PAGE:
The Qt Company, through Jani Heikkinen, announced the general availability of the Release Candidate (RC) build of the upcoming Qt 5.7 open-source and cross-platform GUI (Graphical User Interface) toolkit.

Qt 5.7.0 Release Candidate arrives one and a half months after the Beta version, introducing a huge number of new features and improvements to most of the existing modules, among which we can mention support for a port of the Qt NFC API (Application Programming Interface) to Google’s Android mobile operating system.

Support for Apple’s tvOS operating system for Apple TV devices, along with an enhanced version of the QML playlist API have landed for the Qt Multimedia module. Various new embedded platforms will be supported as well in Qt 5.7.0, such as the Raspberry Pi 3 Model B single-board computer, but only in 32-bit mode.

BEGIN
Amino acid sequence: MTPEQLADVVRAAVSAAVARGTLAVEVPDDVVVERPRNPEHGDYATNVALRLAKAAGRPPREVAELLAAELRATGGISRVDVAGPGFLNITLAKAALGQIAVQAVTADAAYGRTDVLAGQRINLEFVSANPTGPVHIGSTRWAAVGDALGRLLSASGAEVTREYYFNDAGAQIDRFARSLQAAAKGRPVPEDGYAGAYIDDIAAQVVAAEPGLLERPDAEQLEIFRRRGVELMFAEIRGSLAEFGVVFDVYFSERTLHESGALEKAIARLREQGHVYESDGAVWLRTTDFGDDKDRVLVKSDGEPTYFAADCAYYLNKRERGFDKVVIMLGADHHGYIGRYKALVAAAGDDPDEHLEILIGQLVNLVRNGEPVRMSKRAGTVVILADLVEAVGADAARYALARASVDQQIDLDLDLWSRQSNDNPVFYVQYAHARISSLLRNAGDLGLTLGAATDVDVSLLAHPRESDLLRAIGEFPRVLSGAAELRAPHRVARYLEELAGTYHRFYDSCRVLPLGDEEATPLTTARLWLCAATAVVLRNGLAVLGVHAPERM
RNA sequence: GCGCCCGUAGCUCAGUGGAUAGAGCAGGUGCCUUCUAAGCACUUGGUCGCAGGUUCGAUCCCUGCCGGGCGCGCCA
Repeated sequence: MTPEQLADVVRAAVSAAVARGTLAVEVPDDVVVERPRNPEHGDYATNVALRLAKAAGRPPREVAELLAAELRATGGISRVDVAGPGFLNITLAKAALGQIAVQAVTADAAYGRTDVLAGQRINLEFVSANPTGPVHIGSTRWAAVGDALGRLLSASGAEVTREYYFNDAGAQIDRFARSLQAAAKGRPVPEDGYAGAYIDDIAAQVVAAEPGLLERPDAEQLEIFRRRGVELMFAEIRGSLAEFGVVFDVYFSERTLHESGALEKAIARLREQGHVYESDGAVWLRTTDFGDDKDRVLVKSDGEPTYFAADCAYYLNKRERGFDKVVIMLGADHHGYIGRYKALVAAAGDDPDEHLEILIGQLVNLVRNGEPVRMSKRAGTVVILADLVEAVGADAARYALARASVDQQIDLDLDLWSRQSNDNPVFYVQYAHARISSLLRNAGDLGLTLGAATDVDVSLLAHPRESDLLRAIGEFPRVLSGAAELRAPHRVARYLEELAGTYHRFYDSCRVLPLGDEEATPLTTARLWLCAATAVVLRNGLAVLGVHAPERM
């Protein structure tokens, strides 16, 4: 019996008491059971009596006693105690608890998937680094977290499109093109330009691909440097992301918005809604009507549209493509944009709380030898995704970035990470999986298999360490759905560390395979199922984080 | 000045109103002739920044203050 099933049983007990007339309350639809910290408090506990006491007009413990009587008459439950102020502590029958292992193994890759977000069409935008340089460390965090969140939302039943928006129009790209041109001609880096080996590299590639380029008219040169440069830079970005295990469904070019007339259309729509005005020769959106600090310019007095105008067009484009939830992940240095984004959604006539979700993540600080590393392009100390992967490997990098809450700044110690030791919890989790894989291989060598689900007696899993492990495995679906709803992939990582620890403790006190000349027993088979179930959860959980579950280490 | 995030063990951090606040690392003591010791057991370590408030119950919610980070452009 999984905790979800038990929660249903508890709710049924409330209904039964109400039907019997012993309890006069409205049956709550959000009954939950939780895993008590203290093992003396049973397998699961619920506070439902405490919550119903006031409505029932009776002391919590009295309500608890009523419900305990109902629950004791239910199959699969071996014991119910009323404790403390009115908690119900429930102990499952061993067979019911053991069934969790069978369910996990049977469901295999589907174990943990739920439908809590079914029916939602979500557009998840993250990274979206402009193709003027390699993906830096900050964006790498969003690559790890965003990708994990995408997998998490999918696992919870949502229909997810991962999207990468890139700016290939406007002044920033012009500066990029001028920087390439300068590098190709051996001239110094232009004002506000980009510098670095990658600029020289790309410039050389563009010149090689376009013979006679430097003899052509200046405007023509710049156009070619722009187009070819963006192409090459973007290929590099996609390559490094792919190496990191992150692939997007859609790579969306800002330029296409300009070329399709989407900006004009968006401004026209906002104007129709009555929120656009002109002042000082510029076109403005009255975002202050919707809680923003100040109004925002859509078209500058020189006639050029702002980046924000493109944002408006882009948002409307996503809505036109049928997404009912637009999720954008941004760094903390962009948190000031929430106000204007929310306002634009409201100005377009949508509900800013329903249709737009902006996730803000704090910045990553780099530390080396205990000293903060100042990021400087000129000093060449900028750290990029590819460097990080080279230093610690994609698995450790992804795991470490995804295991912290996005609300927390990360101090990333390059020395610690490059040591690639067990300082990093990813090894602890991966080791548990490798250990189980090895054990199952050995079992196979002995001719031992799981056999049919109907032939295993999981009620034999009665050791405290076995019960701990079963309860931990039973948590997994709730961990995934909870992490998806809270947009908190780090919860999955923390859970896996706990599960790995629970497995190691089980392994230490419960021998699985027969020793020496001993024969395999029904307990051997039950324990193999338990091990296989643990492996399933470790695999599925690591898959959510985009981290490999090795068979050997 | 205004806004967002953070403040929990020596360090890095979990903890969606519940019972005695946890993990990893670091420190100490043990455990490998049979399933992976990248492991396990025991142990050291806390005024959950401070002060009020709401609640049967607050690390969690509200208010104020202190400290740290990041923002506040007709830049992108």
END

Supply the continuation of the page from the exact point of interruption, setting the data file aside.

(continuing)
Moreover, the Nvidia DRIVE CX boards powered by Nvidia’s Tegra X1 SoC for AArch64 (ARM 64-bit) hardware will be supported in Qt 5.7, along with devices based on the NXP i.MX7 multicore processors. However, the latter doesn’t yet have GPU support, so they will use the Qt Quick 2D Renderer and Linux framebuffer (LinuxFB).

Final Qt 5.7.0 release coming in a few weeks

Among other interesting featuers coming to Qt 5.7, we can mention the rebase of the Qt WebEngine module to the open-source Chromium 49 web browser, the enablement of the JIT (Just In Time) compilation for 64-bit ARM Linux systems, as welll as 64-bit and 32-bit WinRT platforms.

There are numerous other improvements and new features implemented in the Qt 5.7 release, which should hit the stable channel in a few weeks. Until then, you can study the preliminary release notes, which includes most of the new features coming to the final version.

Also, if you can’t wait any longer, you can download the Qt 5.7.0 RC (Release Candidate) source and binary builds for GNU/Linux, Mac OS X, and Microsoft Windows operating systems right now via our website. However, please try to keep in mind that this is a pre-release version, not ready for production use.

Let’s block ads! (Why?)

Related Posts

Facebook Comments

Return to Top ▲Return to Top ▲